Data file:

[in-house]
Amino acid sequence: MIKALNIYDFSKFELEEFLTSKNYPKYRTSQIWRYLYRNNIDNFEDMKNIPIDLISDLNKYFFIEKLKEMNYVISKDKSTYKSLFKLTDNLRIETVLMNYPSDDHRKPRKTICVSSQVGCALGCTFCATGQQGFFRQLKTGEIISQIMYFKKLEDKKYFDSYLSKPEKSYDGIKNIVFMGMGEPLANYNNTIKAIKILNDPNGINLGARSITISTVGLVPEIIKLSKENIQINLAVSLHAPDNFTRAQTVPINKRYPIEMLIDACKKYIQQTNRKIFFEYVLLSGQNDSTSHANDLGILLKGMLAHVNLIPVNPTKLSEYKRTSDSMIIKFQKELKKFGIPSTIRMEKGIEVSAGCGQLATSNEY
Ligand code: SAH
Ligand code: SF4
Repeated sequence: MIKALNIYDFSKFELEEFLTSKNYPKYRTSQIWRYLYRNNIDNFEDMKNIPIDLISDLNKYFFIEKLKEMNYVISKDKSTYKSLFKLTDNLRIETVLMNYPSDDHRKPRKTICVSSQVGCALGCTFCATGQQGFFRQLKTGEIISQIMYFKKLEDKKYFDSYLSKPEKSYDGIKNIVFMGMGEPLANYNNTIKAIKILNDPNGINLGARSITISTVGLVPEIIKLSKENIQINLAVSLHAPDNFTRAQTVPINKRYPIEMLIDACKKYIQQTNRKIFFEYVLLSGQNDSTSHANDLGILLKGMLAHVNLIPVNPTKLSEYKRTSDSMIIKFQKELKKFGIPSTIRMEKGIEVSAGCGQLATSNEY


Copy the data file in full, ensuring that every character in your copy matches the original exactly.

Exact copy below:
[in-house]
Amino acid sequence: MIKALNIYDFSKFELEEFLTSKNYPKYRTSQIWRYLYRNNIDNFEDMKNIPIDLISDLNKYFFIEKLKEMNYVISKDKSTYKSLFKLTDNLRIETVLMNYPSDDHRKPRKTICVSSQVGCALGCTFCATGQQGFFRQLKTGEIISQIMYFKKLEDKKYFDSYLSKPEKSYDGIKNIVFMGMGEPLANYNNTIKAIKILNDPNGINLGARSITISTVGLVPEIIKLSKENIQINLAVSLHAPDNFTRAQTVPINKRYPIEMLIDACKKYIQQTNRKIFFEYVLLSGQNDSTSHANDLGILLKGMLAHVNLIPVNPTKLSEYKRTSDSMIIKFQKELKKFGIPSTIRMEKGIEVSAGCGQLATSNEY
Ligand code: SAH
Ligand code: SF4
Repeated sequence: MIKALNIYDFSKFELEEFLTSKNYPKYRTSQIWRYLYRNNIDNFEDMKNIPIDLISDLNKYFFIEKLKEMNYVISKDKSTYKSLFKLTDNLRIETVLMNYPSDDHRKPRKTICVSSQVGCALGCTFCATGQQGFFRQLKTGEIISQIMYFKKLEDKKYFDSYLSKPEKSYDGIKNIVFMGMGEPLANYNNTIKAIKILNDPNGINLGARSITISTVGLVPEIIKLSKENIQINLAVSLHAPDNFTRAQTVPINKRYPIEMLIDACKKYIQQTNRKIFFEYVLLSGQNDSTSHANDLGILLKGMLAHVNLIPVNPTKLSEYKRTSDSMIIKFQKELKKFGIPSTIRMEKGIEVSAGCGQLATSNEY